SINGAPORE/MOSCOW - Brent oil stabilised near $72 per barrel on Monday after several weeks of decline, weighed down by concerns over slowing global economic growth but supported by an expected fall in supply from Iran due to U.S. sanctions.
Brent crude futures, a benchmark for international oil prices, were at $72.08 per barrel at 1336 GMT, up 25 cents.
U.S. West Texas Intermediate (WTI) crude futures were up 6 cents at $65.96 per barrel.
Last week, Brent declined for a third consecutive week, while WTI fell for a seventh week due to concerns about a slowdown in economic growth because of U.S.-Chinese trade tensions and weakness in many emerging economies.
China and the United States will hold trade talks this month in a bid to resolve an escalating tariff war that threatens to engulf all trade between the world's two largest economies.
Still, White House economic adviser Larry Kudlow warned Beijing not to underestimate President Donald Trump's resolve in what Kudlow called a "battle to eliminate tariffs and non-tariff barriers and quotas, to stop the theft of intellectual property and to stop the forced transfer of technology".
"Disappointing industrial data out of China along with concerns over emerging market economies centred on Turkey weighed on commodities," Edward Bell of Emirates NBD bank said in a note on Sunday.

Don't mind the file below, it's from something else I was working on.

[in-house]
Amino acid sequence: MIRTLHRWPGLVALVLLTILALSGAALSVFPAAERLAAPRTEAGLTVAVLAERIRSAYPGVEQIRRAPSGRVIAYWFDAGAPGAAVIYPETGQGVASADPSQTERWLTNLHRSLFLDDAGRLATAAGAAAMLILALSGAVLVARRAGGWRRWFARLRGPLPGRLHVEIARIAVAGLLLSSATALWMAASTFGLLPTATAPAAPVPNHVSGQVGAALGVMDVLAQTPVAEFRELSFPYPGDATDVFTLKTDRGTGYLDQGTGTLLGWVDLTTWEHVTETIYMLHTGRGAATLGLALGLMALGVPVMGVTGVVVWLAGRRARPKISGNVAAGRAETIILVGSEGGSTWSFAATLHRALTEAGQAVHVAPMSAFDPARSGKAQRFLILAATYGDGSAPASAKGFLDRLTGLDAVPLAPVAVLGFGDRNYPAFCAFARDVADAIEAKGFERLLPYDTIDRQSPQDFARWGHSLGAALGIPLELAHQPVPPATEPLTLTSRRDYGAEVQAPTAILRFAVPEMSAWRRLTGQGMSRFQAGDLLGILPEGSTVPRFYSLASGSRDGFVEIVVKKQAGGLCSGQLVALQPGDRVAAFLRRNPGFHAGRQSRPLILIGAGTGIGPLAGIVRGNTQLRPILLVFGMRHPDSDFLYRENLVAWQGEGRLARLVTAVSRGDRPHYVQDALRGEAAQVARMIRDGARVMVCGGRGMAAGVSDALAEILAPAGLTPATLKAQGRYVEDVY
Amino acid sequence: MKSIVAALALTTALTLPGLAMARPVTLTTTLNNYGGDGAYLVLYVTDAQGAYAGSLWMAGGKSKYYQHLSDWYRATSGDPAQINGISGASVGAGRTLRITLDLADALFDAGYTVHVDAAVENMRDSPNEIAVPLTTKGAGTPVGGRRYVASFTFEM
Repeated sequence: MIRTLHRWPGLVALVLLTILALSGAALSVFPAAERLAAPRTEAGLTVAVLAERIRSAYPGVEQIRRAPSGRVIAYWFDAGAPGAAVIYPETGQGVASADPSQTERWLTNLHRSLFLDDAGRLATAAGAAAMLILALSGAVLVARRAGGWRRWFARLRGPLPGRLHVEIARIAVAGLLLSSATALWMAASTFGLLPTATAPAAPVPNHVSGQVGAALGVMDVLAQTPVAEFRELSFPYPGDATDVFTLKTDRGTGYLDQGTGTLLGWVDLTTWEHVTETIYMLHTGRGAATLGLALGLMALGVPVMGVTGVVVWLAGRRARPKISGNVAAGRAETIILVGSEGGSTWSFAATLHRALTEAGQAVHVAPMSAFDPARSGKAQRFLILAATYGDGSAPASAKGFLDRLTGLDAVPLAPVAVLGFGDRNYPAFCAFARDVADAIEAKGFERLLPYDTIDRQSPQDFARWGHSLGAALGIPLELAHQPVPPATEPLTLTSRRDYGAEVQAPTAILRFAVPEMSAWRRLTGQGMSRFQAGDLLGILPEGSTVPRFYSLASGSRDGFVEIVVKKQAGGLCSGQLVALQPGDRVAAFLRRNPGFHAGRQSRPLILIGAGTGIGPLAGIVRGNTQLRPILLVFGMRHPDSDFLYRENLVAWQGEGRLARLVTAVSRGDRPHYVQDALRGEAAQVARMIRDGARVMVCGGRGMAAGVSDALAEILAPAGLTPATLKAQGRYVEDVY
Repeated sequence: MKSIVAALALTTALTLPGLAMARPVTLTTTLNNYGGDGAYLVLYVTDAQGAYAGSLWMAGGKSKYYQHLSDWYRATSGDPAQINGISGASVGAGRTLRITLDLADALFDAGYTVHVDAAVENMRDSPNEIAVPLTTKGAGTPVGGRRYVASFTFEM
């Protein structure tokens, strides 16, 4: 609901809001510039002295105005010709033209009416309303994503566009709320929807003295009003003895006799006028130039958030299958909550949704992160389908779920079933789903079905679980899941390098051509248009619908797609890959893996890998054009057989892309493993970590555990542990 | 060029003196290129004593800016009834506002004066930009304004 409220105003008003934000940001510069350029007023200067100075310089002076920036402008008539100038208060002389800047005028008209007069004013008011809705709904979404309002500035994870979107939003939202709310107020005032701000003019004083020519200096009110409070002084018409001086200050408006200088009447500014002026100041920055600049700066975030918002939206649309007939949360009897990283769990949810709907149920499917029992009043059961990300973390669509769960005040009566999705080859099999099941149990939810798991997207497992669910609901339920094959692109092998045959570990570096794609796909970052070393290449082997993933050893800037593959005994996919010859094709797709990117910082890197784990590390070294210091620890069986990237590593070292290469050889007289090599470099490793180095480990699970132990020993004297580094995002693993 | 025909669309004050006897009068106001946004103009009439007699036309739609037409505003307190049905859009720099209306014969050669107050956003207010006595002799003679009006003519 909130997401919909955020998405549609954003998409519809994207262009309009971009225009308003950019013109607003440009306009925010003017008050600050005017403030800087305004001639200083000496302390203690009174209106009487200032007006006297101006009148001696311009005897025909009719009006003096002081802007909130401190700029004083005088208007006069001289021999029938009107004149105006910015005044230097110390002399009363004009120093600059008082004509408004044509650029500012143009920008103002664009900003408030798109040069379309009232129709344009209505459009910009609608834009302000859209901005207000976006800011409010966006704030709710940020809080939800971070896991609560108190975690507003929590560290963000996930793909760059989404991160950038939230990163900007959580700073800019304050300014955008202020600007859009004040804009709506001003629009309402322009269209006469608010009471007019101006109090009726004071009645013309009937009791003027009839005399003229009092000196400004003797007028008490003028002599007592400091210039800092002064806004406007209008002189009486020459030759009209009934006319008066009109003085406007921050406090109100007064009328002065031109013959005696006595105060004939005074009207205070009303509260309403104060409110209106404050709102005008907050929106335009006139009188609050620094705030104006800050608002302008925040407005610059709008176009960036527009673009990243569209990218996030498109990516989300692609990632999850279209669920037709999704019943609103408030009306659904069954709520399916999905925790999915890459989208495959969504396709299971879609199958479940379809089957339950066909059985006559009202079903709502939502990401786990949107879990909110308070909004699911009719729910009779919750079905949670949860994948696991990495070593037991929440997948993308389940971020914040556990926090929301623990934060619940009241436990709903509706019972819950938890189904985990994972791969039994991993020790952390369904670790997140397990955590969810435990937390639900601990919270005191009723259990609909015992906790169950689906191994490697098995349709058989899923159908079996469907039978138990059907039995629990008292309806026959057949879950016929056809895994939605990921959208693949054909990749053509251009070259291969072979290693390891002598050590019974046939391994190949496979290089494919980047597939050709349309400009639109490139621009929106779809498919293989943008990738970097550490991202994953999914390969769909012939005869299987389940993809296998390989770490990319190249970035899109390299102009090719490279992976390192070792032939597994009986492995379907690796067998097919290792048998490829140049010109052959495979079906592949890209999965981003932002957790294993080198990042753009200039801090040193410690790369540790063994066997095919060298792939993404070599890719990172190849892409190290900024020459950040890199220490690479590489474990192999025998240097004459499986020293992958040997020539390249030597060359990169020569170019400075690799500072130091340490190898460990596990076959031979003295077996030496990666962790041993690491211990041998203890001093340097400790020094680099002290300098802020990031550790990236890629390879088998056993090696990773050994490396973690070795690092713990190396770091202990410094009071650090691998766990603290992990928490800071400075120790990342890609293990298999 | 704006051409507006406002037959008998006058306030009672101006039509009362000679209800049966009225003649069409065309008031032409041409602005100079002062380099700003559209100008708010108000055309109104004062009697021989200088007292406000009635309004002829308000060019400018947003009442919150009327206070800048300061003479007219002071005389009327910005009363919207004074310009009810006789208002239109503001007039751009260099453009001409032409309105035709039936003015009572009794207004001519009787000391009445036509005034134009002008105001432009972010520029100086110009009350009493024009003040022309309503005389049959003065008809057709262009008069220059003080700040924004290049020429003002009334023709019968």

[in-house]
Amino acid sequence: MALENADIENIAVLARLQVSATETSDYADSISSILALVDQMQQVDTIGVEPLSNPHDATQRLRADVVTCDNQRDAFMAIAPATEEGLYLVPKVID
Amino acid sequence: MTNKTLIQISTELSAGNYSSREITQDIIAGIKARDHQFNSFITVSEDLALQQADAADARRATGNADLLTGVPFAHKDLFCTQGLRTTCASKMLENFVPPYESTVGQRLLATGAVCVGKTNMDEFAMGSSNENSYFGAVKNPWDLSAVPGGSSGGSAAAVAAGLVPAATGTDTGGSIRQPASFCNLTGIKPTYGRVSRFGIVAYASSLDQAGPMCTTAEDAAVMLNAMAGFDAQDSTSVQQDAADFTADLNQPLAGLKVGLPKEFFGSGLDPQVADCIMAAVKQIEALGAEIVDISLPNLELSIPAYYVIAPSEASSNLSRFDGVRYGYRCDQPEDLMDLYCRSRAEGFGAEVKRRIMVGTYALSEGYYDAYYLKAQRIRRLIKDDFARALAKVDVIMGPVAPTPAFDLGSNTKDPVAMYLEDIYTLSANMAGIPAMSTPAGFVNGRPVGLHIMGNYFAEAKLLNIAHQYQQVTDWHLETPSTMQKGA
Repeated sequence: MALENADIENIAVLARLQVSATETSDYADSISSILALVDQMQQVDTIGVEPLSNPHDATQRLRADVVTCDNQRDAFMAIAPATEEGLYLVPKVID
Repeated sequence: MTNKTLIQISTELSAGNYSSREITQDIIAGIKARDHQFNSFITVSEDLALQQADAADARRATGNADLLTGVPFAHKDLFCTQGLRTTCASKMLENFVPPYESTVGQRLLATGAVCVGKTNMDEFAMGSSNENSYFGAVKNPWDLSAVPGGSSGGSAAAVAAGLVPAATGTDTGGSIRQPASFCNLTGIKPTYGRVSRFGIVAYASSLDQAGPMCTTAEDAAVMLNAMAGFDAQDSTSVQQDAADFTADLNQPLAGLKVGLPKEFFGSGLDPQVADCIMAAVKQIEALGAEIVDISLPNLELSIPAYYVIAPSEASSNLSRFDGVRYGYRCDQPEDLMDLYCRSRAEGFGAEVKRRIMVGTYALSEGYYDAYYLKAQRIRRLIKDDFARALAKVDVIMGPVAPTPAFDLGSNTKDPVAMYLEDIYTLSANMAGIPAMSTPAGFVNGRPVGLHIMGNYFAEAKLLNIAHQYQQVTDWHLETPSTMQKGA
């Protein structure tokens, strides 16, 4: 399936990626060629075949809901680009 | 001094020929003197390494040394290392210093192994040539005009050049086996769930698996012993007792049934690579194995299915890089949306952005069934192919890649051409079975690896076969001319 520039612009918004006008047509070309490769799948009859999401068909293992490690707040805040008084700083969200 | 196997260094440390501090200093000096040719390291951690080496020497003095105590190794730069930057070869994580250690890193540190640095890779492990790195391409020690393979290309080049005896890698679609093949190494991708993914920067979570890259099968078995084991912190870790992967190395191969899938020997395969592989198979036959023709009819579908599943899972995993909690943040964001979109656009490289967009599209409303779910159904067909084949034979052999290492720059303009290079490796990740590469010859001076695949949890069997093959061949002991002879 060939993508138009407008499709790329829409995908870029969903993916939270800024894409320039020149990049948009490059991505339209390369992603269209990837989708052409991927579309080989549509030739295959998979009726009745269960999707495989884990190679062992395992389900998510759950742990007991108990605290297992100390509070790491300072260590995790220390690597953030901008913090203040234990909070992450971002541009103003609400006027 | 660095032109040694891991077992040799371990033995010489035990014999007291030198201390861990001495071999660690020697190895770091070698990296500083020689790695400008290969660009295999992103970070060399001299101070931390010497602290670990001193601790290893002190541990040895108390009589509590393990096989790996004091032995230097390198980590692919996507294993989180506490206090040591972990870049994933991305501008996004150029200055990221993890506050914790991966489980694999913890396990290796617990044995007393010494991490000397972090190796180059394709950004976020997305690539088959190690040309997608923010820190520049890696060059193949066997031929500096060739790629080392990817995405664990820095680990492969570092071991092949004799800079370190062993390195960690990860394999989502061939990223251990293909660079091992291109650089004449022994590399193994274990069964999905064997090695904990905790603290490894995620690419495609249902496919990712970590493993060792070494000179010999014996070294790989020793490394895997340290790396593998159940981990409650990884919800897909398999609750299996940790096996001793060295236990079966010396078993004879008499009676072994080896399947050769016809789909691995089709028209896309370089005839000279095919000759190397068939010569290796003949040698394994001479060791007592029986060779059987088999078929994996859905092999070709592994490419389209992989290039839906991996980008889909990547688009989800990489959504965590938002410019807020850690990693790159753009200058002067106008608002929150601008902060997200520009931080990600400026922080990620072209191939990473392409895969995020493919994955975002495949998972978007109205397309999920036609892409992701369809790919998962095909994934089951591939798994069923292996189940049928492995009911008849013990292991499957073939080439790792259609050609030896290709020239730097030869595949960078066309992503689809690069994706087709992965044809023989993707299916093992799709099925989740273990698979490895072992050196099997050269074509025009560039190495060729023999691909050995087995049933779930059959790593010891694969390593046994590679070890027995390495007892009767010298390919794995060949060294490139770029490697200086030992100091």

In the United States, energy companies last week kept the oil rig count unchanged, according to the Baker Hughes services firm as weaker oil prices temper the pace of U.S. production growth.
Meanwhile, hedge funds cut their bullish positions in oil and refined fuels to the lowest level for almost a year.
Traders said U.S. sanctions against Iran were supporting prices. The U.S. government has introduced financial sanctions against Iran which, from November, will also target the petroleum sector of OPEC's third largest producer.
On Monday, Iran asked the EU to speed up efforts to save a 2015 nuclear deal between Tehran and major powers.
Most EU companies have pulled out of Iran for fear of U.S. sanctions and Tehran said France's Total had officially exited Iran's South Pars gas project.
"We continue to believe that despite all of the political goodwill that may exist in Europe, there is no practical way that many of the sizeable European buyers of Iranian crude can be protected from U.S. sanctions," JBC Energy said in a note.
However, China signalled it wanted to continue buying large volumes of Iranian oil despite U.S. pressure and was now switching to Iranian tankers to skirt U.S. sanctions on ship insurers.